About a week ago my husband said he wanted us to have a "hobby" - something we could do together. So we began to throw out suggestions to each other, but nothing seemed to work. I said "Let's take a cooking class together". He said he would prefer me to cook and he would eat. He said "Let's start working out together". I said "that is not my idea of a hobby". As you can see, we were getting nowhere.
A few days later, we settled on two things (not really hobbies if you ask me). His request was to make our way through America's 100 Greatest Movies - ranked by the American Film Institute. This will take some time. I hate to admit this, but I have only watched four of the top ten. Number two on the list is Casablanca. It is in the DVD player waiting on me to start it up. So after tonight, I can check that one off.
The other "hobby" was my suggestion of learning to play chess. First you must understand that we are both very competitive people. Neither one of us have ever played. So the other night I stopped by the toy store. I wish you could have seen the expression on my children's faces when I told them the reason we were there was to pick up something for their dad and me. They were in shock.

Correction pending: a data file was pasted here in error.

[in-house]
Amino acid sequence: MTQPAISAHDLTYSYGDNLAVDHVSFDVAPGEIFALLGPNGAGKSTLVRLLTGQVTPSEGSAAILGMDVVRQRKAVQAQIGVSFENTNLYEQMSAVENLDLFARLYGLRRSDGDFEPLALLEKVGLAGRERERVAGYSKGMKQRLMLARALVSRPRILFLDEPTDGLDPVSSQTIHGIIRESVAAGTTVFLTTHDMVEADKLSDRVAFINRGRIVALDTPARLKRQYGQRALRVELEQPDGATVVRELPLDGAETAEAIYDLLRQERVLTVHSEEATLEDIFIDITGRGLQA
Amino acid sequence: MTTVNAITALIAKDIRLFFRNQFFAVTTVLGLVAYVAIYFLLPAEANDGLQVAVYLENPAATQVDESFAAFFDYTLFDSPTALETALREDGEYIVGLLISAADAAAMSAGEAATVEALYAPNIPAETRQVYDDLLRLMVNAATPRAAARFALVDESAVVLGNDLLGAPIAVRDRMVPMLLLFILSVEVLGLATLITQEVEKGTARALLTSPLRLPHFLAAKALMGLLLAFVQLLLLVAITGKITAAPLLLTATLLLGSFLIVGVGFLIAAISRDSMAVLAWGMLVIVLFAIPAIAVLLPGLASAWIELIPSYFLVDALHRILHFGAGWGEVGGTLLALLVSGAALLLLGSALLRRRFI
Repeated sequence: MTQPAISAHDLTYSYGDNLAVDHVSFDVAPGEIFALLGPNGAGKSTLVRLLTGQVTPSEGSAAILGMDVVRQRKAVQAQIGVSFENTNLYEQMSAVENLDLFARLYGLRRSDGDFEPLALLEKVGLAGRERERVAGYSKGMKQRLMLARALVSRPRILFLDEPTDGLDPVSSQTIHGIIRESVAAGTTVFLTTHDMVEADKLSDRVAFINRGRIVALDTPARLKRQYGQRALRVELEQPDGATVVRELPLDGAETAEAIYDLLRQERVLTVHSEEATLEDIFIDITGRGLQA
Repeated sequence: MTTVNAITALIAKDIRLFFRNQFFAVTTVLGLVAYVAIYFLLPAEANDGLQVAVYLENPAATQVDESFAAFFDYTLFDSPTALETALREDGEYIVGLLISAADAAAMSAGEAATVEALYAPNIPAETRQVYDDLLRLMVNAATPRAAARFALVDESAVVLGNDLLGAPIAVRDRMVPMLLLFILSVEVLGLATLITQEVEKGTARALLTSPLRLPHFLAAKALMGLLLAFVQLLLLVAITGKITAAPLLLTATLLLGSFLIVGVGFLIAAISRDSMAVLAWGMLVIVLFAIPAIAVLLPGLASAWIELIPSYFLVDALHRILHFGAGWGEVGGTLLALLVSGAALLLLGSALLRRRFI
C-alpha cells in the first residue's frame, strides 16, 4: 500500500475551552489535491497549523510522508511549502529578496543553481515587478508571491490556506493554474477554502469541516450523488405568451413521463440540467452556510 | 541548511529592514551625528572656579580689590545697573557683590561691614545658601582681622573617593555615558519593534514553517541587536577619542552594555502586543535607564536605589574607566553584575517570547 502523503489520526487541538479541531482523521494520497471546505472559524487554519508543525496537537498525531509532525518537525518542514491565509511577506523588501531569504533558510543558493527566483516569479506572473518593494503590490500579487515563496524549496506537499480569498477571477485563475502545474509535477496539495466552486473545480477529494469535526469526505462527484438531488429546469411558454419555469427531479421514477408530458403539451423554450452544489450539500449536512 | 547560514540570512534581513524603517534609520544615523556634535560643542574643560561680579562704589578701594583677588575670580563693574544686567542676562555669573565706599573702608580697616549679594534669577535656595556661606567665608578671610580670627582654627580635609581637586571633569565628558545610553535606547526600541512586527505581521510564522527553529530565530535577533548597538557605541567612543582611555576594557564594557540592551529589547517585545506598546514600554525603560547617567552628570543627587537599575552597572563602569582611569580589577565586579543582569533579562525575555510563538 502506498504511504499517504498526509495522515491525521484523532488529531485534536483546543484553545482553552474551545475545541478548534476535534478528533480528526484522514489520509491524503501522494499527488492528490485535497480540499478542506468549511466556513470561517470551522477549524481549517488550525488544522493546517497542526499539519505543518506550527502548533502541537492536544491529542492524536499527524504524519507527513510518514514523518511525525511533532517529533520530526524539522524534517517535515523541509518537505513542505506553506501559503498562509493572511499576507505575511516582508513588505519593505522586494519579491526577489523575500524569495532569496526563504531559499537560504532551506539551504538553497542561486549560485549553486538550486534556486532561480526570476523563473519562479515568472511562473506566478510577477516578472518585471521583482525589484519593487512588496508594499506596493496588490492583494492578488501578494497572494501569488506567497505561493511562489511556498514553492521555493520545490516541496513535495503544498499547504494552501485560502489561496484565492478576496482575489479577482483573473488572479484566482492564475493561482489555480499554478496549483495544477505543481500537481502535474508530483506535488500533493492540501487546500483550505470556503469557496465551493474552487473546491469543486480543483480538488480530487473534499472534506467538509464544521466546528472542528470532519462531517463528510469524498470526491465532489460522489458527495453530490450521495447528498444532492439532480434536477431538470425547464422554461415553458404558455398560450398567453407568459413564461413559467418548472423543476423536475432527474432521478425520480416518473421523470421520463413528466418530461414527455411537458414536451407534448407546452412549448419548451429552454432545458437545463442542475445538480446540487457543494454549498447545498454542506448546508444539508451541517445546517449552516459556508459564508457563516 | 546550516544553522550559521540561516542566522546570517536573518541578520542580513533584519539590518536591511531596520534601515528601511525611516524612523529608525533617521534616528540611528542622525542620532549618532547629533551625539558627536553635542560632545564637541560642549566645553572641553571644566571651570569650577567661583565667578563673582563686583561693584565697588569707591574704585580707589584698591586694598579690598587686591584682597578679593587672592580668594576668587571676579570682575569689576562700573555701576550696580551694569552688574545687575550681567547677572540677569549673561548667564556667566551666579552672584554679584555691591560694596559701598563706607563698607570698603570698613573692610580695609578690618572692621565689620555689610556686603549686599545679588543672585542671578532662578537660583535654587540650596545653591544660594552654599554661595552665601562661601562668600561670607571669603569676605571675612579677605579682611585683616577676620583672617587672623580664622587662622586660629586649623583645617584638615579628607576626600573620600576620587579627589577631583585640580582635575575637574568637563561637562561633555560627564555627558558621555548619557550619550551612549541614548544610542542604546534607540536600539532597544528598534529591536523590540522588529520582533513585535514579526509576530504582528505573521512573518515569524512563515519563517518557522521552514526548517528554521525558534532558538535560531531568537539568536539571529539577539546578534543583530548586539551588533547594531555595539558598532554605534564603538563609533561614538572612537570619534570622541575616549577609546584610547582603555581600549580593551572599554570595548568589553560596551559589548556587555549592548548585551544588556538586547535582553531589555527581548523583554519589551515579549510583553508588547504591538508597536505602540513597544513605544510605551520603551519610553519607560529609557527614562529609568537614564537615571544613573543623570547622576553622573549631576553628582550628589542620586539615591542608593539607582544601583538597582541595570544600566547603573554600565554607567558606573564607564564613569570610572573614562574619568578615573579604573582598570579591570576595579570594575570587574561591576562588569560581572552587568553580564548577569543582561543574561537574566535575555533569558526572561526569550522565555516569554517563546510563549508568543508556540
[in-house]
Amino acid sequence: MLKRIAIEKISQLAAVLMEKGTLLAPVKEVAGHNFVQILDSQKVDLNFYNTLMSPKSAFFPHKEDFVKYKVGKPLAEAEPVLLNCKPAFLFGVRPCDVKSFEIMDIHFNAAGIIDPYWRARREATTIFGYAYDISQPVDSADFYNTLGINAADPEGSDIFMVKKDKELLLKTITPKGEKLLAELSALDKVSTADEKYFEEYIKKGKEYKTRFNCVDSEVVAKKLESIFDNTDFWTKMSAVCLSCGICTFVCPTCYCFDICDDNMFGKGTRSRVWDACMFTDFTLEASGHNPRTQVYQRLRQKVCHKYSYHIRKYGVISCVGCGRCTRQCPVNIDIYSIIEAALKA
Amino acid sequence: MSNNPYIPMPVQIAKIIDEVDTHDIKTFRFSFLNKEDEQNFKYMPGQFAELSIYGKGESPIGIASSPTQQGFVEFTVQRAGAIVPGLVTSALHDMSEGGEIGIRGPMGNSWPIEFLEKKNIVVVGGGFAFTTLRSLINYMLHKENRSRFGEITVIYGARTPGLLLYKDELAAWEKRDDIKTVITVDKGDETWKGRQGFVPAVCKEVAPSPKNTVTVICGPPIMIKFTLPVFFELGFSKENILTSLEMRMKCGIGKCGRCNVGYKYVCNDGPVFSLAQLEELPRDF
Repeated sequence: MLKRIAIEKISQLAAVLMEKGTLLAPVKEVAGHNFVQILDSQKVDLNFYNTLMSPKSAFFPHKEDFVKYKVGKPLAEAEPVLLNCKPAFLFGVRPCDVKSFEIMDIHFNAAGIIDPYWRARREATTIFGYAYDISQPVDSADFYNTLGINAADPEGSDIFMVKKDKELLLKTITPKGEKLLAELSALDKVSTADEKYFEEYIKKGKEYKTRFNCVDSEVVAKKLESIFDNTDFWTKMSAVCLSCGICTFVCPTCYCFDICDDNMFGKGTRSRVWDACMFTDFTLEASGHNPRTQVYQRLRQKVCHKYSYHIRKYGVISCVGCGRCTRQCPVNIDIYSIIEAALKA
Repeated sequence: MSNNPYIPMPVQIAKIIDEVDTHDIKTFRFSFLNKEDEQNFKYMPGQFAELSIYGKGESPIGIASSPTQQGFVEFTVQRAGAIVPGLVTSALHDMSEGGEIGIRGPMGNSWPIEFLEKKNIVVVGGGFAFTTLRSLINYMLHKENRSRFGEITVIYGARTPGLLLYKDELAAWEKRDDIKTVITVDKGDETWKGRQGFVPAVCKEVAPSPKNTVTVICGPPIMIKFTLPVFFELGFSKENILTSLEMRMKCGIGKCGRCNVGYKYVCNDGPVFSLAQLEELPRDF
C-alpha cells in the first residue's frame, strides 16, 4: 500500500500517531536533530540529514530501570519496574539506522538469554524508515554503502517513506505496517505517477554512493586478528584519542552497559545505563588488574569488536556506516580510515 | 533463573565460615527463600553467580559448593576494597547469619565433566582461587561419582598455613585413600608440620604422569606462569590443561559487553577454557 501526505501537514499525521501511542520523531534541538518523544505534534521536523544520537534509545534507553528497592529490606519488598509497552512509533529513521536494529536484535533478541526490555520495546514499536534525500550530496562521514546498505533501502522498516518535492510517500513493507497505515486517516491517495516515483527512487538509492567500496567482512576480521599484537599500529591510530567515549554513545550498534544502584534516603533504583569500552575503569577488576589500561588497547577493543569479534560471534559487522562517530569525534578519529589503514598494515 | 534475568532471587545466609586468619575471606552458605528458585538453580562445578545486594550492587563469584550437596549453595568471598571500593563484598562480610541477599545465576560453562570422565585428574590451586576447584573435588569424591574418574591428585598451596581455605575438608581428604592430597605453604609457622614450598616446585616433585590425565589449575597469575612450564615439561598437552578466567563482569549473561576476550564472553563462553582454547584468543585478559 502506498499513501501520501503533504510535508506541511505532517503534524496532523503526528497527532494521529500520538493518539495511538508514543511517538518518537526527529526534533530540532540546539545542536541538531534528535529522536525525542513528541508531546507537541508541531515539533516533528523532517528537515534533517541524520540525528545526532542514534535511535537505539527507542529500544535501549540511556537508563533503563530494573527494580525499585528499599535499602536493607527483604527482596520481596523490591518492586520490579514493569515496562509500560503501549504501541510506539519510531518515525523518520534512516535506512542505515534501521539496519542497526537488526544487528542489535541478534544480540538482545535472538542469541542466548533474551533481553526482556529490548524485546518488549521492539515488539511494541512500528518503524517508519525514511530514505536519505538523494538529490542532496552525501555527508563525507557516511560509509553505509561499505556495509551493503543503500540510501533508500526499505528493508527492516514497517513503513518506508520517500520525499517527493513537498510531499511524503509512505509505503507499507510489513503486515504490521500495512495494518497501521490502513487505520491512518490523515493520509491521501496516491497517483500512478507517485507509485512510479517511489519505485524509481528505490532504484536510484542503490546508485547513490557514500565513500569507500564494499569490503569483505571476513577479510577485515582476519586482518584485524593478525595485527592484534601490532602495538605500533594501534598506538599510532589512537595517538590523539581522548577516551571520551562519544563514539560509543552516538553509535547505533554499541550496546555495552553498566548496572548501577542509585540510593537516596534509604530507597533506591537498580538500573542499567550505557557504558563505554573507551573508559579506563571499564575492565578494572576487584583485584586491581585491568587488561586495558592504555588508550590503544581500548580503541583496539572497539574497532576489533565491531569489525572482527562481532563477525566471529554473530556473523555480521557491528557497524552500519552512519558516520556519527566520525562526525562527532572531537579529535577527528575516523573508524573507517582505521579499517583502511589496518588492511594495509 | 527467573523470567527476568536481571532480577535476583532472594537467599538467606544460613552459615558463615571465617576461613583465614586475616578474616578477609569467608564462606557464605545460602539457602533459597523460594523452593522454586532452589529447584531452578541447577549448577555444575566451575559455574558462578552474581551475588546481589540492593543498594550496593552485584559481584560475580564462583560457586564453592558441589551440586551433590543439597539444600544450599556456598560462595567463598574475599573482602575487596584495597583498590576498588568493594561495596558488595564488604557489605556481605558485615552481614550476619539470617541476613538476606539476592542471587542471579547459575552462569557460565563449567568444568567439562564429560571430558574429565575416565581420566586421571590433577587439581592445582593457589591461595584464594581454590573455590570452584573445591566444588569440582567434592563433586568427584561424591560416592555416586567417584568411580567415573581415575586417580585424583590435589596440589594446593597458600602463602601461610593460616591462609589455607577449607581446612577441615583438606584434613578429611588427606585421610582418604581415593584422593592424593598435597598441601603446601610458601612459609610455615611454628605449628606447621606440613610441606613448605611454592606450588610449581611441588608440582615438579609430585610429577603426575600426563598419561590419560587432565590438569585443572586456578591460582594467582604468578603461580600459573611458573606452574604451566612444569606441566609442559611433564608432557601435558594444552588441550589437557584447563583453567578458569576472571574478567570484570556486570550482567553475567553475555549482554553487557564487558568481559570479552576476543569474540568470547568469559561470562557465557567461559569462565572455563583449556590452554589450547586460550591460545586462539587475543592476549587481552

So far, I know how to set the board up; identify the thirty-two pieces and know that the player with the white pieces always starts first. (At this pace, this too, is going to take some time) The first two lines in the rules are:
"The game of Chess is one of the oldest, most fascinating, and most popular of all games. There is no element of chance and players find new and interesting moves with each game."
As I was thinking about this, I thought about the correlation between chess and operating a business. I found an interesting post on that very subject here.
I'll keep you updated on the number of wins and losses - if we ever understand how to play.